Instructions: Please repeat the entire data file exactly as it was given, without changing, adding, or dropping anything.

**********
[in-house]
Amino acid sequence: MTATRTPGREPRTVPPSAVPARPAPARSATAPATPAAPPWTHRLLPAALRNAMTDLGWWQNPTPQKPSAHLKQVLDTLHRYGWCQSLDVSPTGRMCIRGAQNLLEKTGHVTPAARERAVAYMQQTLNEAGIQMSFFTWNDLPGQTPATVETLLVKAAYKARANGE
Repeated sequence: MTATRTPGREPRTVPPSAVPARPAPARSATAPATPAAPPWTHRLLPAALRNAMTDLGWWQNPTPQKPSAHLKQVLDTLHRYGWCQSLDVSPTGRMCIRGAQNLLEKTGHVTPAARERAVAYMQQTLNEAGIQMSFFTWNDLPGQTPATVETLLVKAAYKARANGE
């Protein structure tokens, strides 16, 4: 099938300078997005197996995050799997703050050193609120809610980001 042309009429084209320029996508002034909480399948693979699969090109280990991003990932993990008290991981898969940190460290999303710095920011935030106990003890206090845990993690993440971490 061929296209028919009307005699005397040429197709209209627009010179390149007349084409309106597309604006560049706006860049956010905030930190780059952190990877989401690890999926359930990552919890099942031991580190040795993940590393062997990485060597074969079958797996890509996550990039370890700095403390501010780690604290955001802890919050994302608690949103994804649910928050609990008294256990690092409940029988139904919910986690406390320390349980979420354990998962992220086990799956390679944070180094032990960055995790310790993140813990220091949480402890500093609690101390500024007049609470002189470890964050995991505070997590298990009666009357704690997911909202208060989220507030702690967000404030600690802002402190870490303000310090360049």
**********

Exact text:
[in-house]
Amino acid sequence: MTATRTPGREPRTVPPSAVPARPAPARSATAPATPAAPPWTHRLLPAALRNAMTDLGWWQNPTPQKPSAHLKQVLDTLHRYGWCQSLDVSPTGRMCIRGAQNLLEKTGHVTPAARERAVAYMQQTLNEAGIQMSFFTWNDLPGQTPATVETLLVKAAYKARANGE
Repeated sequence: MTATRTPGREPRTVPPSAVPARPAPARSATAPATPAAPPWTHRLLPAALRNAMTDLGWWQNPTPQKPSAHLKQVLDTLHRYGWCQSLDVSPTGRMCIRGAQNLLEKTGHVTPAARERAVAYMQQTLNEAGIQMSFFTWNDLPGQTPATVETLLVKAAYKARANGE
């Protein structure tokens, strides 16, 4: 099938300078997005197996995050799997703050050193609120809610980001 042309009429084209320029996508002034909480399948693979699969090109280990991003990932993990008290991981898969940190460290999303710095920011935030106990003890206090845990993690993440971490 061929296209028919009307005699005397040429197709209209627009010179390149007349084409309106597309604006560049706006860049956010905030930190780059952190990877989401690890999926359930990552919890099942031991580190040795993940590393062997990485060597074969079958797996890509996550990039370890700095403390501010780690604290955001802890919050994302608690949103994804649910928050609990008294256990690092409940029988139904919910986690406390320390349980979420354990998962992220086990799956390679944070180094032990960055995790310790993140813990220091949480402890500093609690101390500024007049609470002189470890964050995991505070997590298990009666009357704690997911909202208060989220507030702690967000404030600690802002402190870490303000310090360049």